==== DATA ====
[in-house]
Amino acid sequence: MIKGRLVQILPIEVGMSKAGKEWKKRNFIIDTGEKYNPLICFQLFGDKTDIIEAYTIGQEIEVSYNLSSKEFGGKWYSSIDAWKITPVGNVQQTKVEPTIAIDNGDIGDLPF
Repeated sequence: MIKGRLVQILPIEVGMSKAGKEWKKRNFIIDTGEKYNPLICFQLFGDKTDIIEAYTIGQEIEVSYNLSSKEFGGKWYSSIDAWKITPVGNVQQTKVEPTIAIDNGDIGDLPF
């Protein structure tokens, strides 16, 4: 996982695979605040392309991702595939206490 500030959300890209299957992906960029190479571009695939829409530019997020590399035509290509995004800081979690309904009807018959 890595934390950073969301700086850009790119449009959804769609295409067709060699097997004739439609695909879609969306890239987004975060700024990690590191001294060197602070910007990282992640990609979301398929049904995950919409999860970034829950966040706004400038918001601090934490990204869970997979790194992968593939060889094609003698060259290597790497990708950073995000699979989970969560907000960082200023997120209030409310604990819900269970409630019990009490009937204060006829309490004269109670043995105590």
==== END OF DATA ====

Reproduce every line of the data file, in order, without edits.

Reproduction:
[in-house]
Amino acid sequence: MIKGRLVQILPIEVGMSKAGKEWKKRNFIIDTGEKYNPLICFQLFGDKTDIIEAYTIGQEIEVSYNLSSKEFGGKWYSSIDAWKITPVGNVQQTKVEPTIAIDNGDIGDLPF
Repeated sequence: MIKGRLVQILPIEVGMSKAGKEWKKRNFIIDTGEKYNPLICFQLFGDKTDIIEAYTIGQEIEVSYNLSSKEFGGKWYSSIDAWKITPVGNVQQTKVEPTIAIDNGDIGDLPF
């Protein structure tokens, strides 16, 4: 996982695979605040392309991702595939206490 500030959300890209299957992906960029190479571009695939829409530019997020590399035509290509995004800081979690309904009807018959 890595934390950073969301700086850009790119449009959804769609295409067709060699097997004739439609695909879609969306890239987004975060700024990690590191001294060197602070910007990282992640990609979301398929049904995950919409999860970034829950966040706004400038918001601090934490990204869970997979790194992968593939060889094609003698060259290597790497990708950073995000699979989970969560907000960082200023997120209030409310604990819900269970409630019990009490009937204060006829309490004269109670043995105590």